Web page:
## 5 Steps to a 5: AP Calculus AB 2017 (2016)

### STEP __4__

### Review the Knowledge You Need to Score High

### CHAPTER 14

### Big Idea 3: Integrals and the Fundamental Theorems of Calculus

### More Applications of Definite Integrals

**IN THIS CHAPTER**

**Summary:** In this chapter, you will learn to solve problems using a definite integral as accumulated change. These problems include distance traveled problems, temperature problems, and growth problems. You will also learn to work with slope fields and to solve differential equations.

**Key Ideas**

Average Value of a Function

Mean Value Theorem for Integrals

Distance Traveled Problems

Definite Integral as Accumulated Change

Differential Equations

Slope Fields

**14.1 Average Value of a Function**

**Main Concepts:** Mean Value Theorem for Integrals, Average Value of a Function on [*a* , *b* ]

**Mean Value Theorem for Integrals**

If *f* is continuous on [*a* , *b* ], then there exists a number *c* in [*a* , *b* ] such that . (See __Figure 14.1-1__ .)

**Figure 14.1-1**

**Example 1**

Given , verify the hypotheses of the Mean Value Theorem for Integrals for *f* on [1, 10] and find the value of *c* as indicated in the theorem.

The function *f* is continuous for *x* ≥ 1, thus:

**Example 2**

Given *f* (*x* ) = *x* ^{2} , verify the hypotheses of the Mean Value Theorem for Integrals for *f* on [0, 6] and find the value of *c* as indicated in the theorem.

Since *f* is a polynomial, it is continuous and differentiable everywhere,

Since only is in the interval [0, 6], *c* = .

• Remember: If *f′* is decreasing, then *f″* < 0 and the graph of *f* is concave downward.

**Average Value of a Function on [ a, b ]**

**Average Value of a Function on an Interval**

If *f* is a continuous function on [*a* , *b* ], then the Average Value of *f* on [*a* , *b* ] .

**Example 1**

Find the average value of *y* = sin *x* between *x* = 0 and *x* = *π* .

**Example 2**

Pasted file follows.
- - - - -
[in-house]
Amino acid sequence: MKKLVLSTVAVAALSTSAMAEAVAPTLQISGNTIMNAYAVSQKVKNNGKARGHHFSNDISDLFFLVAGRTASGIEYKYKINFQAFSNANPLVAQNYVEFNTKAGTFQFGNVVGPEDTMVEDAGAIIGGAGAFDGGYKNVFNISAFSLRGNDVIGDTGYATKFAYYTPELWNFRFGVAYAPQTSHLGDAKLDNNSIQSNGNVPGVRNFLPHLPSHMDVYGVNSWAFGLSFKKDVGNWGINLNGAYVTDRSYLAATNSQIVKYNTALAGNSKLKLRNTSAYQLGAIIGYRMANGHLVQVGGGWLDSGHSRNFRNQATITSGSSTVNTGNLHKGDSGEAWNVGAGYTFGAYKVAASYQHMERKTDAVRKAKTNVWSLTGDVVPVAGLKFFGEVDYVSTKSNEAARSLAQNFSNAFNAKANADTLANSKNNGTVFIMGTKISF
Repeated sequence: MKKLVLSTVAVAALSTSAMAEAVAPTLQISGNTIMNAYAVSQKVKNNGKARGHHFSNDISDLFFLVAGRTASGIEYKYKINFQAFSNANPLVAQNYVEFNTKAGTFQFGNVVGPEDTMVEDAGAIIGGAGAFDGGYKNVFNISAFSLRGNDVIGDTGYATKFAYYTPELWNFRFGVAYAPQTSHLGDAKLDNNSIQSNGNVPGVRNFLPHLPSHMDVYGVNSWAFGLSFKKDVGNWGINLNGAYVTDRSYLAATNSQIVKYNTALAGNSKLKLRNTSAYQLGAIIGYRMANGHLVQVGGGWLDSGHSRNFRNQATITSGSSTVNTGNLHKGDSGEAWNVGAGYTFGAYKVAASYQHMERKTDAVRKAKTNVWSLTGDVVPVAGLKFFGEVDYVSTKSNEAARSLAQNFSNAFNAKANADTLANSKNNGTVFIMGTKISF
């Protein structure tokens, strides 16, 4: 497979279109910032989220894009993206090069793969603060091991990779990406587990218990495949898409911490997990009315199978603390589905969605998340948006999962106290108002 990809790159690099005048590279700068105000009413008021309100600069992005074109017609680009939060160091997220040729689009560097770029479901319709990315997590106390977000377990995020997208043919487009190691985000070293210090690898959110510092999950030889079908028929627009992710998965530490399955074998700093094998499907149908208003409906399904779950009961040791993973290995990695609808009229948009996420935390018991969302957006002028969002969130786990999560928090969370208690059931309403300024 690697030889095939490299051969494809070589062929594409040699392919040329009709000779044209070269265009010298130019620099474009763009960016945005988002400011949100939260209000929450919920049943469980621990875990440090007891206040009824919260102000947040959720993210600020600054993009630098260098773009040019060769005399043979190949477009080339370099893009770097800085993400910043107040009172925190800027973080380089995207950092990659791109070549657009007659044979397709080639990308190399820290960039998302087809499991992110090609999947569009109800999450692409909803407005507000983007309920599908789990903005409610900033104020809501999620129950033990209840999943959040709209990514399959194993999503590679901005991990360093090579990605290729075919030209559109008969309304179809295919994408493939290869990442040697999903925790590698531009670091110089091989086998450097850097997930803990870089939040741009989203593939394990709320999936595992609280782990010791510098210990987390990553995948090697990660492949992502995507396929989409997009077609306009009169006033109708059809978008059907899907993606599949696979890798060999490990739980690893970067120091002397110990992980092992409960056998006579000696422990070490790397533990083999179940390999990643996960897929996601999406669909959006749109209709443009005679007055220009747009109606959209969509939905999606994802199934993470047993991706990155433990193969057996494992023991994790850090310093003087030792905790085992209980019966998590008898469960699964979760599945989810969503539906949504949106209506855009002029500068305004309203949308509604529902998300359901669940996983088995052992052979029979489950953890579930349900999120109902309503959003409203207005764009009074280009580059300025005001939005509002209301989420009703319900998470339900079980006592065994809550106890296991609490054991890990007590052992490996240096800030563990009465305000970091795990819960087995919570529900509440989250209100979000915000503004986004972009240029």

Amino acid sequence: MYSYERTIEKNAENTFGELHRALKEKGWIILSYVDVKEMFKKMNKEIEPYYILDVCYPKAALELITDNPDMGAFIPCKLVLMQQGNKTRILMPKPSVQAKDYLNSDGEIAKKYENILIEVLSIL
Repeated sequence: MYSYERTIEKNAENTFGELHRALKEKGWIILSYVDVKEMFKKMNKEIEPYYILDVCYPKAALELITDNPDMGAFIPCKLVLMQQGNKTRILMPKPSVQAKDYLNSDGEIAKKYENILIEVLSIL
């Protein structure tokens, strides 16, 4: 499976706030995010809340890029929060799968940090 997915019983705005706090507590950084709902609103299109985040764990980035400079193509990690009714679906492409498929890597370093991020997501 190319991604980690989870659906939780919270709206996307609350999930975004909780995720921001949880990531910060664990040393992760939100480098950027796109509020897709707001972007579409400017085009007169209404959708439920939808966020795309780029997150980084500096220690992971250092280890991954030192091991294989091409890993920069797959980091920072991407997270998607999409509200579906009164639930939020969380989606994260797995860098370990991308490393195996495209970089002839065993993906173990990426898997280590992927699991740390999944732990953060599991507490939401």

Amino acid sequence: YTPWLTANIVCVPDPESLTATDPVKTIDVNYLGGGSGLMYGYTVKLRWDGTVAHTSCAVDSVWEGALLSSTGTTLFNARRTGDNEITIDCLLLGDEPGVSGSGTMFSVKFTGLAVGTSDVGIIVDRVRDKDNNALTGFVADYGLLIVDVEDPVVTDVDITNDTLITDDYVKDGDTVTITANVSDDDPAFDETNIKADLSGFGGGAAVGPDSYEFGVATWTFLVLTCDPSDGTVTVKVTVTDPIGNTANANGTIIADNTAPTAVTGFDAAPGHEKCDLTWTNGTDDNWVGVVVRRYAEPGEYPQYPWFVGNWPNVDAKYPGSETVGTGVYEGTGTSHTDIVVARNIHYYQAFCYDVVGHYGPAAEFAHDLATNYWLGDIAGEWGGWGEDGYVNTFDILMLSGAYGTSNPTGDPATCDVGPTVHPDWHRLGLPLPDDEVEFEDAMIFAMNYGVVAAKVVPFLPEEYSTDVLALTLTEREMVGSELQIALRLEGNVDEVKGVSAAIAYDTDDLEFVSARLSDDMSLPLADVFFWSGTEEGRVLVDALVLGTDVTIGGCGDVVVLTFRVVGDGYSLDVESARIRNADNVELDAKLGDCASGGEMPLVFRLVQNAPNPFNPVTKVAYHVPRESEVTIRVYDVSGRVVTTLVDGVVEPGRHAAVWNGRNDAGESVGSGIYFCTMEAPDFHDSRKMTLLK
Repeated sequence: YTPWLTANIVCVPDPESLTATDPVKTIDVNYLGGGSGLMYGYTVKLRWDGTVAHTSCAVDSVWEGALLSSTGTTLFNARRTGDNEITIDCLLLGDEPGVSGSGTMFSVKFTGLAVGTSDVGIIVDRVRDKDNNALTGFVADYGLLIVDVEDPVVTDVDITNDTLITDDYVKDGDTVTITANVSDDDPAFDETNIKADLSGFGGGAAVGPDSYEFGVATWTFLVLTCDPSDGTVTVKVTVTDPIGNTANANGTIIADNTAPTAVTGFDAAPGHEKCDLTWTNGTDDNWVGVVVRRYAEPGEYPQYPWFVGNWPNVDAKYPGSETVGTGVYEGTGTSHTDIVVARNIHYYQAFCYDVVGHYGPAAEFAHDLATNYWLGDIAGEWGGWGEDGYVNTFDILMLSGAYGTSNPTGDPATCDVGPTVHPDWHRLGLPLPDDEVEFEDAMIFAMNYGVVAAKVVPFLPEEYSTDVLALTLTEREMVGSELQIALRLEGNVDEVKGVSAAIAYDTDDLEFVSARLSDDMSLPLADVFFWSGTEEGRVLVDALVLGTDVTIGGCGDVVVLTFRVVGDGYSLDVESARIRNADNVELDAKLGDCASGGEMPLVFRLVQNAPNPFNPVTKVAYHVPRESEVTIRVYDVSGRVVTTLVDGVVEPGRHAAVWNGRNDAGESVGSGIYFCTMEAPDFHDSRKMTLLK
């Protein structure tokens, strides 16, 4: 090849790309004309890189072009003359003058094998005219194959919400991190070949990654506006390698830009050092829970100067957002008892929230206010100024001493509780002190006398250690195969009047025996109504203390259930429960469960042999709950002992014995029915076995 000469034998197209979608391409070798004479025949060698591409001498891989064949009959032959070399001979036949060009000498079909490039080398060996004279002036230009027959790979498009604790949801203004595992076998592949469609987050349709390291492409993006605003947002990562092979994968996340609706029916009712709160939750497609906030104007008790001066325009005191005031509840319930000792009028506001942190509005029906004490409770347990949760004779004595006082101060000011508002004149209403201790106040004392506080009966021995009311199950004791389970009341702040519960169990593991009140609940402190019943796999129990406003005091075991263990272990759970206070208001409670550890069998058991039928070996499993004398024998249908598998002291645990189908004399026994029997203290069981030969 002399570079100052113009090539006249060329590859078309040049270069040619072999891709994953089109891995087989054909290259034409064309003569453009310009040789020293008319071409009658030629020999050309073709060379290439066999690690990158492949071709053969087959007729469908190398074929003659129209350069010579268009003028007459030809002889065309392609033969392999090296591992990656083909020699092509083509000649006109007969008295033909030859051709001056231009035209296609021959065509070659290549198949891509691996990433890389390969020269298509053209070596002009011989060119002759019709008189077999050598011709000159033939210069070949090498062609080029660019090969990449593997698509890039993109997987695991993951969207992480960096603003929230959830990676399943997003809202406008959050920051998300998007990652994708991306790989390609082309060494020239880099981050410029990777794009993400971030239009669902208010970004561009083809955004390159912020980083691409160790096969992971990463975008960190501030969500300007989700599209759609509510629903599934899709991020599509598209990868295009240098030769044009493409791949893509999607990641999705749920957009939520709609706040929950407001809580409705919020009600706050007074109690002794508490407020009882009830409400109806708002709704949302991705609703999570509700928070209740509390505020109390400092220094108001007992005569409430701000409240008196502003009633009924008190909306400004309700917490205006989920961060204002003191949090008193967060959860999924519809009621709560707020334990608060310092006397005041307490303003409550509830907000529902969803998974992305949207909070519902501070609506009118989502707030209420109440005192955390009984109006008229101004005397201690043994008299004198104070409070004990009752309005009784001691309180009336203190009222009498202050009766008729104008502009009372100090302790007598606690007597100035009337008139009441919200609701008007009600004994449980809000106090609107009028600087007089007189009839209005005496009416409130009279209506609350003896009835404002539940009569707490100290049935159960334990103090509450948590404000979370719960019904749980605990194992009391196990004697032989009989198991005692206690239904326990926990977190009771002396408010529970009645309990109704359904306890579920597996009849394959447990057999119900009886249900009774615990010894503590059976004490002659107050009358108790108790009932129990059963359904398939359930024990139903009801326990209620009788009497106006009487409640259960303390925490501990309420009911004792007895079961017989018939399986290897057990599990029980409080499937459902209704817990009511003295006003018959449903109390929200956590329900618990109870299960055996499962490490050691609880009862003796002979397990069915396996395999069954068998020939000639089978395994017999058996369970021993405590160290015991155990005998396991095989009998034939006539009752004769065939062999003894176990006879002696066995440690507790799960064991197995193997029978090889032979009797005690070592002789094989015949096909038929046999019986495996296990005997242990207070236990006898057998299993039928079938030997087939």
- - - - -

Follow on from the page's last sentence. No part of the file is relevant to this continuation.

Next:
The graph of a function *f* is shown in __Figure 14.1-2__ . Find the average value of *f* on [0, 4].

**Figure 14.1-2**

**Example 3**

The velocity of a particle moving on a line is *v* (*t* ) = 3*t* ^{2} – 18*t* + 24. Find the average velocity from *t* = 1 to *t* = 3.

Note: The average velocity for *t* = 1 to *t* = 3 is , which is equivalent to the computations above.

**14.2 Distance Traveled Problems**

**Summary of Formulas**

Position Function: .

Velocity: .

Acceleration: .

Speed: |*v* (*t* )|.

Displacement from .

Total Distance Traveled from .

**Example 1**

See __Figure 14.2-1__ .

**Figure 14.2-1**

The graph of the velocity function of a moving particle is shown in __Figure 14.2-1__ . What is the total distance traveled by the particle during 0 ≤ *t* ≤ 12?

**Example 2**

The velocity function of a moving particle on a coordinate line is *v* (*t* ) = *t* ^{2} + 3*t* – 10 for 0 ≤ *t* ≤ 6. Find (a) the displacement by the particle during 0 ≤ *t* ≤ 6, and (b) the total distance traveled during 0 ≤ *t* ≤ 6.

The total distance traveled by the particle is or approximately 88.667.

**Example 3**

The velocity function of a moving particle on a coordinate line is *v* (*t* ) = *t* ^{3} – 6*t* ^{2} + 11*t* – 6.

Using a calculator, find (a) the displacement by the particle during 1 ≤ *t* ≤ 4, and (b) the total distance traveled by the particle during 1 ≤ *t* ≤ 4.

(b) Total Distance Traveled = .

Enter *y* 1 = *x* ^{∧} 3 – 6*x* ^{∧} 2 + 11*x* – 6 and use the [*Zero* ] function to obtain *x* -intercepts at *x* = 1, 2, 3.

**Example 4**